An approach to observe fractures induced by hydraulic fracturing
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© 2015 by the Canadian Institute of Mining, Metallurgy & Petroleum and ISRM. It is often reported that the concept of single-plane-fracture is not sufficient to account for the productivity from shale gas/oil wells. Many researchers introduce the concept of the stimulated reservoir volume to describe observed production behaviour. However, the characteristics of the stimulated reservoir volume are not well understood. In this study, to investigate the characteristics of fractures and surrounding region induced by the hydraulic fracturing, a devised hydraulic fracturing experiment was conducted using the cylindrical shale specimens in the laboratory. Two resins were prepared as the fracturing fluid for the experiments: cyanoacrylate, an instant glue, mixed with a fluorescent paint (resin A), and methyl metaacrylate, a thermosetting acrylic resin, mixed with a fluorescent paint (resin B). These resins were able to fix within the specimen after fracturing. This is because the present study aimed to only detect fractures induced by hydraulic fracturing. Cut sections of the specimens were observed under ultraviolet light irradiation. It is expected that the hydraulically induced fractures and the surrounding regions will be detected because the induced fractures filled with the resin should emit light, while the other parts will not. The specimens, which were collected from the Kushiro Coal Mine in Hokkaido, Japan at the depth around 275 m, were roughly 85 mm in diameter, 170 mm in length, and cored normal to the sedimentary planes. An injection hole with a 10-mm diameter was drilled onto the center of the specimen parallel to the sedimentary plane to simulate hydraulic fracturing in shale gas development. The experiment was conducted under a uniaxial loading condition of 3 MPa and the fracturing fluid was injected into the sealed injection hole at a constant flow rate using a syringe pump. After the fracturing experiment, the resins were fixed in the specimens and then the cut sections were observed under ultraviolet light irradiation. As a result, the hydraulically induced fractures, which were filled with the resin, are clearly observed. Detailed microscopic observations show that the main fractures are tortuous and are accompanied by many thinner ramified fractures. Additionally, fractured regions where the resin penetrates significantly are observed around the main fractures in the specimens fractured by the resin B. These induced fractures and fractured regions are considered to be the stimulated region in which permeability is improved. The necessity of estimation on the features of fracture tortuosity and ramified fractures is indicated for more accurate understanding of the well production and the stimulated reservoir volume.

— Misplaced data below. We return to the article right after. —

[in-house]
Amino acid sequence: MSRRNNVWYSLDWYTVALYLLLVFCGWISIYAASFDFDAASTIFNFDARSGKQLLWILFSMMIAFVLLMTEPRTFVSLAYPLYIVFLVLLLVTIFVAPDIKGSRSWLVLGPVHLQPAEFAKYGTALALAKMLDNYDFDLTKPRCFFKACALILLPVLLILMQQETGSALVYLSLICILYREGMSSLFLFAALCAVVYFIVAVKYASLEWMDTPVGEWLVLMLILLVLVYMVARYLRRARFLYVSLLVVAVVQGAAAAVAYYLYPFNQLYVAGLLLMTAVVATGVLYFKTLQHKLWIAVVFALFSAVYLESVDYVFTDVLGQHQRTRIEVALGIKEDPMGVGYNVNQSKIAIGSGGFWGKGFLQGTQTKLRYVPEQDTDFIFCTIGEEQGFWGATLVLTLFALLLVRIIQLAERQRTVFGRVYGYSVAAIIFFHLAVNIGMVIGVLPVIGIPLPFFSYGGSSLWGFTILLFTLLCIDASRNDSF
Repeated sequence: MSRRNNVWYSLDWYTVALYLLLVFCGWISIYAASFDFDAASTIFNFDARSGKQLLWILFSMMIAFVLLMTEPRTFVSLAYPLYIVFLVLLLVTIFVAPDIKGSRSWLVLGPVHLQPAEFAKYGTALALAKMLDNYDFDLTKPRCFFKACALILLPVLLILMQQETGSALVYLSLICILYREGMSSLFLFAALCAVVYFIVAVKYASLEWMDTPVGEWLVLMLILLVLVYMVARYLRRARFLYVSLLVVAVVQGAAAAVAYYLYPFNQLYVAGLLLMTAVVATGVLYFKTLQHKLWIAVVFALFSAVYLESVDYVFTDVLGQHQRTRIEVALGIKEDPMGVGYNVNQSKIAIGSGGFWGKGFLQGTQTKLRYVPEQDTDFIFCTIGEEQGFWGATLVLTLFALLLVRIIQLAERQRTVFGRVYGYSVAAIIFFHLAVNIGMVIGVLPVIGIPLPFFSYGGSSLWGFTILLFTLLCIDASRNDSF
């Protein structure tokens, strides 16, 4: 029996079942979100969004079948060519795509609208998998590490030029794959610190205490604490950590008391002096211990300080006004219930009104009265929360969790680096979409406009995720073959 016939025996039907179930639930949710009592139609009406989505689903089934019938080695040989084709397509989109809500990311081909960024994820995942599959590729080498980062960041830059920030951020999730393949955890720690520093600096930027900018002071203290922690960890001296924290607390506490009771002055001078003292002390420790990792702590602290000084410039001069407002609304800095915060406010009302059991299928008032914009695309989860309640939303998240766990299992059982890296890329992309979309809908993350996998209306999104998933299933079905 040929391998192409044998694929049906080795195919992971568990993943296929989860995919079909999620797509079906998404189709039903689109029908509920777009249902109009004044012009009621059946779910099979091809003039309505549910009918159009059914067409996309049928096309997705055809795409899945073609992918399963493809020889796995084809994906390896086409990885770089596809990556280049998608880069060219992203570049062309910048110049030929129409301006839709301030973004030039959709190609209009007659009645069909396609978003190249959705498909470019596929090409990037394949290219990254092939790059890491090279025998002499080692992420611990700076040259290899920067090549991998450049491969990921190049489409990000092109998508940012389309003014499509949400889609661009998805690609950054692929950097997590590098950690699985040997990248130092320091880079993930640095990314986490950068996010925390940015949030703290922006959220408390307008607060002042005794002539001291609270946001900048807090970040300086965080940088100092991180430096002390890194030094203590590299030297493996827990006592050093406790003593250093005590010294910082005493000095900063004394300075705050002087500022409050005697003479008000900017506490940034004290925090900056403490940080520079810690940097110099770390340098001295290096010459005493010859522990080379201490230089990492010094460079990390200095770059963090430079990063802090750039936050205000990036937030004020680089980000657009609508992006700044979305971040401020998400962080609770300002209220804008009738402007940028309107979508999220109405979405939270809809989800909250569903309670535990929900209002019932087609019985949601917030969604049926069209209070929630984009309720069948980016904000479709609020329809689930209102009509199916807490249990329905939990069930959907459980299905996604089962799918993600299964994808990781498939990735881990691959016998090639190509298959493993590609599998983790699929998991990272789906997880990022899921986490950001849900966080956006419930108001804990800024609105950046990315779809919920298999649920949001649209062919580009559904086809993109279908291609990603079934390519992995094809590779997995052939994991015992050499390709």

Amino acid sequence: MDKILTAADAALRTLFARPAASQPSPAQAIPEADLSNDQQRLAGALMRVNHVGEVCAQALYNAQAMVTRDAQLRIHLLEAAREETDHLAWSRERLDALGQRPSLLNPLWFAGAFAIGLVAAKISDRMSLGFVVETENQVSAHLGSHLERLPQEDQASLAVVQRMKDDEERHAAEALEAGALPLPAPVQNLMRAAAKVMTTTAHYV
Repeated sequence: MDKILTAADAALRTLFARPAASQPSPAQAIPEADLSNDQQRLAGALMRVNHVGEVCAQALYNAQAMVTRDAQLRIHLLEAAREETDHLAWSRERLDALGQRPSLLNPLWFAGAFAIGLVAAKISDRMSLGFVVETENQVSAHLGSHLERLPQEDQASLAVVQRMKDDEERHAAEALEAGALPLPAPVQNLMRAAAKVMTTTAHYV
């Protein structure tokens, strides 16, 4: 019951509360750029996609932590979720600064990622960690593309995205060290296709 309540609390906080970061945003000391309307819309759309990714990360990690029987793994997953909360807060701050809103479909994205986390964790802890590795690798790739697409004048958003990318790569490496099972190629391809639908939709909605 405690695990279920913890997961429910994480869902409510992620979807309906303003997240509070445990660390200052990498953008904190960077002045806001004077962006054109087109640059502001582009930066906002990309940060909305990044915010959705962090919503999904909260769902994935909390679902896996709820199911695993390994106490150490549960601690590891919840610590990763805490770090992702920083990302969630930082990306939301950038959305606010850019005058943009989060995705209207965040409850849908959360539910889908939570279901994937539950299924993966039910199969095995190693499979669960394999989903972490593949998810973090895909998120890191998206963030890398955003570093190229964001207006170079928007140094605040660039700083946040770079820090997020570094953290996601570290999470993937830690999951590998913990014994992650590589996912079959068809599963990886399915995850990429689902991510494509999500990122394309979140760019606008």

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Nabipour, Amin; Evans, Brian; Sarmadivaleh, Mohammad (2011)Hydraulic fracturing is known as one of the most common stimulation techniques performed on oil and gas wells for maximising hydrocarbon production. It is a complex procedure due to numerous influencing factors associated ...
Crack Extension in Hydraulic Fracturing of Shale Cores Using Viscous Oil, Water, and Liquid Carbon DioxideBennour, Ziad ; Ishida, T.; Nagaya, Y.; Chen, Y.; Nara, Y.; Chen, Q.; Sekine, K.; Nagano, Y. (2015)© 2015, Springer-Verlag Wien. We performed hydraulic fracturing experiments on cylindrical cores of anisotropic shale obtained by drilling normal to the sedimentary plane. Experiments were conducted under ambient condition ...
Evaluation of stimulated reservoir volume in laboratory hydraulic fracturing with oil, water and liquid carbon dioxide under microscopy using the fluorescence methodBennour, Ziad ; Watanabe, S.; Chen, Y.; Ishida, T.; Akai, T. (2018)© 2017, Springer International Publishing AG. In shale gas industry, it is desired to develop new reservoir fracturing and enhanced gas recovery technologies to replace the conventional hydraulic fracturing (HF), in order ...